Why I Bought A Microsoft Pro Tablet

Surface-Pro-Tablet-AI packed up my awesome custom-configured Sony Vaio laptop with turbo boost processor and sent it back to the manufacturer Monday so the company could replace the LCD screen. Rather than purchase another laptop, I bought a Surface Pro Saturday, and decided for the next two weeks I would work from the tablet.

The FedEx guy came right on time to pick up the Vaio and ship it to Sony in Texas. So here I am. Just me and the Surface Pro, hard keyboard, and VGA connector that allows me to view everything on a big screen. I absolutely love the ability to touch the screen similar to a smartphone, and thought I would lose the capability when connecting the tablet to the monitor, but I didn't.

I have wanted a touchscreen monitor ever since I saw Ray Ozzie, former Microsoft CTO and chief scientist, demonstrate the ability to move tiles on a touch monitor screen in the early 2000s.



Believe me, I stress about whether I could survive two weeks on a mere tablet, and wonder whether organic search results will become more or less satisfying than on a laptop. Another positive feature about the Surface Pro: it accepts most third-party apps. The worst: it doesn't have a CD or DVD drive to download older software that likely won't run on Windows 8 anyway, and it requires you to answer a bucket full of questions before downloading the Office suite.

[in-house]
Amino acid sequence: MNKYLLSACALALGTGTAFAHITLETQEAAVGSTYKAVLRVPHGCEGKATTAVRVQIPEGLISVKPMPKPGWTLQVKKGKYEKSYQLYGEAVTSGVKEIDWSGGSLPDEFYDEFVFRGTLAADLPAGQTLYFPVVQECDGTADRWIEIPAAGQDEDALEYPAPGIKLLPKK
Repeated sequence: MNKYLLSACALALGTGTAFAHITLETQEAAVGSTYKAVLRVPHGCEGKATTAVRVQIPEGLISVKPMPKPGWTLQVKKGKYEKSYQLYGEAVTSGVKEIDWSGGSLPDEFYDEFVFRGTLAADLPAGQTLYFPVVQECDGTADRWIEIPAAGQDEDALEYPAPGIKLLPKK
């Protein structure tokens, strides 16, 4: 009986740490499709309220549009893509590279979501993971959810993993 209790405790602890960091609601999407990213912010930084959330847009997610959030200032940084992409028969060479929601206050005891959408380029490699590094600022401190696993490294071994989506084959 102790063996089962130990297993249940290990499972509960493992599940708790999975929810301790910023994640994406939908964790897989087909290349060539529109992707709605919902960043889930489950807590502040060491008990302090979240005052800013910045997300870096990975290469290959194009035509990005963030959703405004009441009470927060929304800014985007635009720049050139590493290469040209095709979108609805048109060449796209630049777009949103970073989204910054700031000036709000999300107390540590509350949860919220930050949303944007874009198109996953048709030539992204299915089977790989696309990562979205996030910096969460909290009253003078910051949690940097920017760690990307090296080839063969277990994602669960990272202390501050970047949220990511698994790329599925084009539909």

I'm also beginning to understand the reasons behind Google’s move to combine tablet with desktop and laptop paid-search ad bidding, although marketers can still get separate reports per device type. For me, it's not so much the size of the machine as much as the performance and the screen resolution. I’ve owned four laptops in nearly 20 years.

Google makes a strong argument for blurring the lines between laptops and tablets, but clients have expressed concerns, according to Roger Barnette, president at IgnitionOne. He said users are finding laptops and tablets interchangeable. We will see. So far, not quite -- but it's only day one for me.

Google likely combined tablet with desktop and laptop AdWords bidding in anticipation of performance levels on mobile devices eventually reaching the same levels as desktops, according to Matt Lawson, SVP at Marin Software. He points to Marin's 2013 Mobile Report and suggests that tablets are already headed that way. Given the current growth rates, we predict tablet conversion rates and cost-per-click would have equaled those of desktops by year end," he said. "Google's move may accelerate the convergence of tablet and desktop pricing, but it would likely have happened either way."

The Marin report found that cost-per-click prices for tablet search ad rose 25% in 2012. Experts believe CPCs will continue to rise. Marin suggests that tablet search could drive upwards of $5 billion in revenue for Google this year. The average CPC for paid-search ads on tablets was 17% lower than desktops, but that will change.